Some claim that Adolphe Sax's "tenor en ut" (C tenor) and the C-melody are different instruments but I've not seen an argument to substantiate their claim. A possibility would be that Sax's orchestral family (C soprano, F alto, C tenor,...) kept the archaic proportions. It would make sense because the "military" Bb tenor needed more projection than the orchestral C tenor.
 

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It is simply un-informed to make blanket statements about one brand compared to another. Each horn stands on its own. The alto-style neck may be better if that's what one person likes, but the next person may prefer the tenor-style neck. It is subjective.

Intonation? Again, if someone makes a certain claim about certain brands, hope that they have compared hundreds of similar models before making such a statement. If not - opinion only. DAVE

Newsflash: SOTW Shuts Down For All Players Sharing Experiences With Less Than Hundreds of Saxophones.
 

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Why is the alto style neck on the Conn better than the tenor style on the Buescher ? Ergonomics ?

Does the Conn play better in tune than a Buescher ?

I have read that the Buescher has more tenorisch sound than the conn ...

I don’t know if it was just the neck shape that made the difference, because the entire horns were totally different. I simply offered that the sax models with the “alto” style mouthpipes played on pitch, while those models with curved ones suffered.

Some reader finds me opinionated, and thinks that I’m slamming Bueschers while praising Conns. I don’t know why that is. Both the Conns and Bueschers with curved pieces had less than desirable intonation. (Is intonation really a subjective factor?)
 

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extra . . .: NEWSFLASH . . . It is one thing to offer an experience with one (or many) saxophones; it is another thing to make blanket statements about all saxophones based on a limited playing experience. I don't know if you've done that - or not. But you chose to make light of my post. Do you really think that based on a limited playing experience that is a good practice to pass along your experiences as FACT? Haven't you played similar models and found differences?

There have been plenty of experiences/opinions offered - and most honest posters make sure that readers KNOW it is merely opinion. Others go off on one brand or model as if ALL of those saxophones are the same. It just isn't true and some of us know that.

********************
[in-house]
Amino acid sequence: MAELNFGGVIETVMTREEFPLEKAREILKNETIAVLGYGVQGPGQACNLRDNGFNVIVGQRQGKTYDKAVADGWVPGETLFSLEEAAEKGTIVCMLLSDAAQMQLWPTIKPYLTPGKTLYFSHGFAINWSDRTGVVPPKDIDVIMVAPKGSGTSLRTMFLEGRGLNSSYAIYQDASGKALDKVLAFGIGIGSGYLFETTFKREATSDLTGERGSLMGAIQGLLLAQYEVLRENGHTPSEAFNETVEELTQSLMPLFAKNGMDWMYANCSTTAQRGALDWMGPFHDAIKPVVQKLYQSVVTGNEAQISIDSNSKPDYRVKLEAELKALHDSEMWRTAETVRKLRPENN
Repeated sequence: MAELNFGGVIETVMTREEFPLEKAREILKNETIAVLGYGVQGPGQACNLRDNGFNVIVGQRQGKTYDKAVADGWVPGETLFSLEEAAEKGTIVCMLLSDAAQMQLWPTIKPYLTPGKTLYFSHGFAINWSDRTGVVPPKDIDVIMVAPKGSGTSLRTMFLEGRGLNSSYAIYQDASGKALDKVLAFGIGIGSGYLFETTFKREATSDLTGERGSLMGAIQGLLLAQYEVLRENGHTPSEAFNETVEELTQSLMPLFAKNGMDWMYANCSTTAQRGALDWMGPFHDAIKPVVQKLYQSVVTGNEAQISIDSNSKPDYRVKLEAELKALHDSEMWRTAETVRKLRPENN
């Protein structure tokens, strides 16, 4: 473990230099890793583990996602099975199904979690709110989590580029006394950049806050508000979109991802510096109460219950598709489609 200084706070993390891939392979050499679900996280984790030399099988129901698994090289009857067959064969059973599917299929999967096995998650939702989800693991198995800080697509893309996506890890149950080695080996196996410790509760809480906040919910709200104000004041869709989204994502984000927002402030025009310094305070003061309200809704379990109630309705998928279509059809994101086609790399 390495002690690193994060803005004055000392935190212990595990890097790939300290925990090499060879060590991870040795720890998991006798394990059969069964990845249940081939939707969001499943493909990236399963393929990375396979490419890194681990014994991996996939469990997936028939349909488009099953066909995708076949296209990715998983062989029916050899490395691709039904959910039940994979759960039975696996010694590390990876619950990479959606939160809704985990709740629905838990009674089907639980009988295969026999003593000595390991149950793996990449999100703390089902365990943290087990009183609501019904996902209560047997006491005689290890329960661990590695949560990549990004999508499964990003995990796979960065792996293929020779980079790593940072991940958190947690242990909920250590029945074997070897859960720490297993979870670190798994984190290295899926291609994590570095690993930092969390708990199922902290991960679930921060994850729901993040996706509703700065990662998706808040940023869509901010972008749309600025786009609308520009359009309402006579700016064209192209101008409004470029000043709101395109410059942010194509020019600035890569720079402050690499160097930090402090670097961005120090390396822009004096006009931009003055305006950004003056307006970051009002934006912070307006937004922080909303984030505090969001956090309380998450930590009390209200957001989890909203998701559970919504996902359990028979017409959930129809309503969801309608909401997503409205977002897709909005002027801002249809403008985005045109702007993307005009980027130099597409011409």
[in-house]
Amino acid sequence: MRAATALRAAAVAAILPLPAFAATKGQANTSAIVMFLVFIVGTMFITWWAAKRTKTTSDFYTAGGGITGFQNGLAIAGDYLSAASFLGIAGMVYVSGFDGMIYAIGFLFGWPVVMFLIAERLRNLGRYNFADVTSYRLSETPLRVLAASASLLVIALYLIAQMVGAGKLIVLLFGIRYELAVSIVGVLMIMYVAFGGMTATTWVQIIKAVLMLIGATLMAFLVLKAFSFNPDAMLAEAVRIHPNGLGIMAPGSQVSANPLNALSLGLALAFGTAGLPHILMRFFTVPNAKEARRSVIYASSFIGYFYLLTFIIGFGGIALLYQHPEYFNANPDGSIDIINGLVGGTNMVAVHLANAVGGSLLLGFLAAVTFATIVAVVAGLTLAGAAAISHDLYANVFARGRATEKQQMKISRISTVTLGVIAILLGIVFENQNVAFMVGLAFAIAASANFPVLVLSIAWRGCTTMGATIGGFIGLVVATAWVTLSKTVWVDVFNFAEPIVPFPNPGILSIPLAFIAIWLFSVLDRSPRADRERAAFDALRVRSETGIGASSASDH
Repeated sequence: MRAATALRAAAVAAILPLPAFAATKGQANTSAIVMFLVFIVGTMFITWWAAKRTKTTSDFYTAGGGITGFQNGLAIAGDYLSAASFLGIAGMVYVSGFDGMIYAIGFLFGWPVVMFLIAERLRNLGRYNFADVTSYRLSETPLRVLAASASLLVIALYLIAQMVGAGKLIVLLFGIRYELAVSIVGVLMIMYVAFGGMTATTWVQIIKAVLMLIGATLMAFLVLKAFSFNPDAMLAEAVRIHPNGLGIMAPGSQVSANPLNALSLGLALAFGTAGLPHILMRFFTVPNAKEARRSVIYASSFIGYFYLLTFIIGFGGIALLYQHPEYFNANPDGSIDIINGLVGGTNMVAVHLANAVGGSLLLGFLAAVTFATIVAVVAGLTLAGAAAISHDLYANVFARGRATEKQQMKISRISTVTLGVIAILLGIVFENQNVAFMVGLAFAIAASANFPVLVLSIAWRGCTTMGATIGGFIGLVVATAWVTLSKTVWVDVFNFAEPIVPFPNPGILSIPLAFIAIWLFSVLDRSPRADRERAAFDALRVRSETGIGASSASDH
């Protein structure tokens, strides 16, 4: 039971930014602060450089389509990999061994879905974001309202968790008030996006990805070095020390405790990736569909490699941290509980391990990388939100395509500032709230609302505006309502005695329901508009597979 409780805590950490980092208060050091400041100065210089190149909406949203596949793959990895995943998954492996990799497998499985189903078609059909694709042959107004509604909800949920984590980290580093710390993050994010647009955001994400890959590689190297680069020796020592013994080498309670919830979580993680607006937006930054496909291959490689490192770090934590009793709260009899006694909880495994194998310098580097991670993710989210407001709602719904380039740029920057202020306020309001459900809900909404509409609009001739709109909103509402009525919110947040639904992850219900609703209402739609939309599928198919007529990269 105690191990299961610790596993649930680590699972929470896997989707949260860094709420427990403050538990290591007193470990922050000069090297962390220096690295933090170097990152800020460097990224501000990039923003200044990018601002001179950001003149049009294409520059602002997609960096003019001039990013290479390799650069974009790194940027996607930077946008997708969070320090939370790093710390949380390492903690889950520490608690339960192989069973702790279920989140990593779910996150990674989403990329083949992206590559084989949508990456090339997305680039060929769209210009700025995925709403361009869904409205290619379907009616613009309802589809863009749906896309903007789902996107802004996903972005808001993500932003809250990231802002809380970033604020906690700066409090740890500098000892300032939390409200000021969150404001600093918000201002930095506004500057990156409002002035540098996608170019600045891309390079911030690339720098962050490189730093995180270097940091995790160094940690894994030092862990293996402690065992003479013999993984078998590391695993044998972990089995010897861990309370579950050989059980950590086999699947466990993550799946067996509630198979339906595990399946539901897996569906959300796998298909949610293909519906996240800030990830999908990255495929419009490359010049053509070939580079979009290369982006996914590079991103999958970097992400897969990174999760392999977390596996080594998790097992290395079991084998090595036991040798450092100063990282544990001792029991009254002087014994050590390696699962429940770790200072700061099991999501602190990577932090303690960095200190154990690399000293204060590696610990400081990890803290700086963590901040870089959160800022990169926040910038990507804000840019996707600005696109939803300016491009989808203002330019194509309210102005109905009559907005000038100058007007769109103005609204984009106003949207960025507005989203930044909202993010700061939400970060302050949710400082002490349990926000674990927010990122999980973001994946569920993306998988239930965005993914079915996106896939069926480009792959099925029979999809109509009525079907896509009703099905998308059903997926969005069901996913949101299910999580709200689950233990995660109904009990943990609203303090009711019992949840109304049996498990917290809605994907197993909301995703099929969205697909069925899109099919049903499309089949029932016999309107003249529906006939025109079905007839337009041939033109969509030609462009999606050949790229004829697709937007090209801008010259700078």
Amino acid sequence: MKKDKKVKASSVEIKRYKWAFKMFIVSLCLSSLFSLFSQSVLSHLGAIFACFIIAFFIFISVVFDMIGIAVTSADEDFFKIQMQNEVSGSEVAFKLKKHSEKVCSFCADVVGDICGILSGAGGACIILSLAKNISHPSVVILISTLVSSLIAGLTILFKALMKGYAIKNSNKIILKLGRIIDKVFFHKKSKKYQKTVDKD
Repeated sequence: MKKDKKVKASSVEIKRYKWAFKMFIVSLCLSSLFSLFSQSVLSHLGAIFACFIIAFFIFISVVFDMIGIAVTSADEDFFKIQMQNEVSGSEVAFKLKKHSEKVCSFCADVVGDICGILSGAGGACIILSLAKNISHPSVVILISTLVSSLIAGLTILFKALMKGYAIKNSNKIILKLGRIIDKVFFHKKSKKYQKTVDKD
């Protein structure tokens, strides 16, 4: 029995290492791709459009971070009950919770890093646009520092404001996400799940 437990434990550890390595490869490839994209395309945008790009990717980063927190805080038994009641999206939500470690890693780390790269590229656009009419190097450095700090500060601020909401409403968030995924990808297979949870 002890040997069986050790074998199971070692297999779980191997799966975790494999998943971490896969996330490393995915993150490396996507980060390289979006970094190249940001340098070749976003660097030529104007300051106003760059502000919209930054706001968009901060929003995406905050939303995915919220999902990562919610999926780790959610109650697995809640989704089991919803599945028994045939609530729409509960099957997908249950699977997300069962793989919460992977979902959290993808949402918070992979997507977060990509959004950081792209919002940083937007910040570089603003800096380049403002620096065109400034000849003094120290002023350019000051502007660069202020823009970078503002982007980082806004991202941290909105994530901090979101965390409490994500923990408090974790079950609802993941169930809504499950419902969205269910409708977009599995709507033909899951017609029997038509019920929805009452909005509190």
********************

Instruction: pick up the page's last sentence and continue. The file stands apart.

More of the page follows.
By the way, my comments in this thread were not directed to you, extradarcafe. If you thought I was attacking you, you are mistaken. They were a general comment about some of the myths and other things I've read over the years here on SOTW. DAVE
 

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The bore taper of a soprano or an alto is more than the taper of a tenor.
Typical bore tapers (the figure is the ratio length variation/diameter variation, so a lesser figure is a bigger taper):
Soprano: 16.7 Alto: 18.1 Tenor: 18.9 Baritone: 25.7.

The oldest tenors of Adolphe Sax had a taper of ~20.5 but around 1866 he changed his design (and the design of the alto as well: the oldest altos had a taper of ~17). For a reference, see Marten Postma's website, which has detailed measurements.

Some claim that Adolphe Sax's "tenor en ut" (C tenor) and the C-melody are different instruments but I've not seen an argument to substantiate their claim. A possibility would be that Sax's orchestral family (C soprano, F alto, C tenor,...) kept the archaic proportions. It would make sense because the "military" Bb tenor needed more projection than the orchestral C tenor.
So what is the ratio of the C melody? And can you explain the sound difference to the ratios ? Is it lineal from sop to bari?
 

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I do know that on the very early Buescher C melodies, such as mine which was made around 1916, there were intonation issues related to the octave pip location on the neck. This was corrected at some point, but I don't remember if the correction was prior to or after 1920.
 

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extra . . .: NEWSFLASH . . . It is one thing to offer an experience with one (or many) saxophones; it is another thing to make blanket statements about all saxophones based on a limited playing experience. I don't know if you've done that - or not. But you chose to make light of my post. Do you really think that based on a limited playing experience that is a good practice to pass along your experiences as FACT? Haven't you played similar models and found differences?

There have been plenty of experiences/opinions offered - and most honest posters make sure that readers KNOW it is merely opinion. Others go off on one brand or model as if ALL of those saxophones are the same. It just isn't true and some of us know that.

By the way, my comments in this thread were not directed to you, extradarcafe. If you thought I was attacking you, you are mistaken. They were a general comment about some of the myths and other things I've read over the years here on SOTW. DAVE

Oh, please. Your “in-informed” comment was clearly directed my way, given the body of that post. And I’ve read over my own earliest post here and still find no “blanket” statements. Be that as it may; I’m not especially thin-skinned. And it stimulated me to search for comparisons of C Melodies made by other members. It does seem that many pitched battles have been fought in the past.